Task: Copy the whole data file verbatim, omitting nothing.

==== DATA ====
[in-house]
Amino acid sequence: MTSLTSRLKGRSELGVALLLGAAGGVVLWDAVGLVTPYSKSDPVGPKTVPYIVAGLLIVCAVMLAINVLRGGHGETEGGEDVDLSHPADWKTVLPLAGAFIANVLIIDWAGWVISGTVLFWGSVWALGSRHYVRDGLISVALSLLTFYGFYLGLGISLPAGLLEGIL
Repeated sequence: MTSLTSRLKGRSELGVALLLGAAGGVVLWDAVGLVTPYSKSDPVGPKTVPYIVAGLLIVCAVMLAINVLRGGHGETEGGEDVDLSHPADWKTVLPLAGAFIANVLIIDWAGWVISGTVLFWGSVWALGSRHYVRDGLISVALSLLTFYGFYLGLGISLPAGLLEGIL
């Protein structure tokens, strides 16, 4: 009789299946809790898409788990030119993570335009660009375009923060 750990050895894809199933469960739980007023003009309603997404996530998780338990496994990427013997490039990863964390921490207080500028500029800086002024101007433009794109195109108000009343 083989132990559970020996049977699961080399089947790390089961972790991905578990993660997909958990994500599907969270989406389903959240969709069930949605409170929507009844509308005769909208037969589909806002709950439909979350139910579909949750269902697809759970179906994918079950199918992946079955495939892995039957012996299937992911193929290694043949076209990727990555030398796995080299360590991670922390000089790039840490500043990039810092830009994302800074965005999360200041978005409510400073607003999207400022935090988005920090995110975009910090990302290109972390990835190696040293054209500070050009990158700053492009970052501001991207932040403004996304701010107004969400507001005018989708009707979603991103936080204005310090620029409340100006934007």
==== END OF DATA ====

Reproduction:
[in-house]
Amino acid sequence: MTSLTSRLKGRSELGVALLLGAAGGVVLWDAVGLVTPYSKSDPVGPKTVPYIVAGLLIVCAVMLAINVLRGGHGETEGGEDVDLSHPADWKTVLPLAGAFIANVLIIDWAGWVISGTVLFWGSVWALGSRHYVRDGLISVALSLLTFYGFYLGLGISLPAGLLEGIL
Repeated sequence: MTSLTSRLKGRSELGVALLLGAAGGVVLWDAVGLVTPYSKSDPVGPKTVPYIVAGLLIVCAVMLAINVLRGGHGETEGGEDVDLSHPADWKTVLPLAGAFIANVLIIDWAGWVISGTVLFWGSVWALGSRHYVRDGLISVALSLLTFYGFYLGLGISLPAGLLEGIL
């Protein structure tokens, strides 16, 4: 009789299946809790898409788990030119993570335009660009375009923060 750990050895894809199933469960739980007023003009309603997404996530998780338990496994990427013997490039990863964390921490207080500028500029800086002024101007433009794109195109108000009343 083989132990559970020996049977699961080399089947790390089961972790991905578990993660997909958990994500599907969270989406389903959240969709069930949605409170929507009844509308005769909208037969589909806002709950439909979350139910579909949750269902697809759970179906994918079950199918992946079955495939892995039957012996299937992911193929290694043949076209990727990555030398796995080299360590991670922390000089790039840490500043990039810092830009994302800074965005999360200041978005409510400073607003999207400022935090988005920090995110975009910090990302290109972390990835190696040293054209500070050009990158700053492009970052501001991207932040403004996304701010107004969400507001005018989708009707979603991103936080204005310090620029409340100006934007």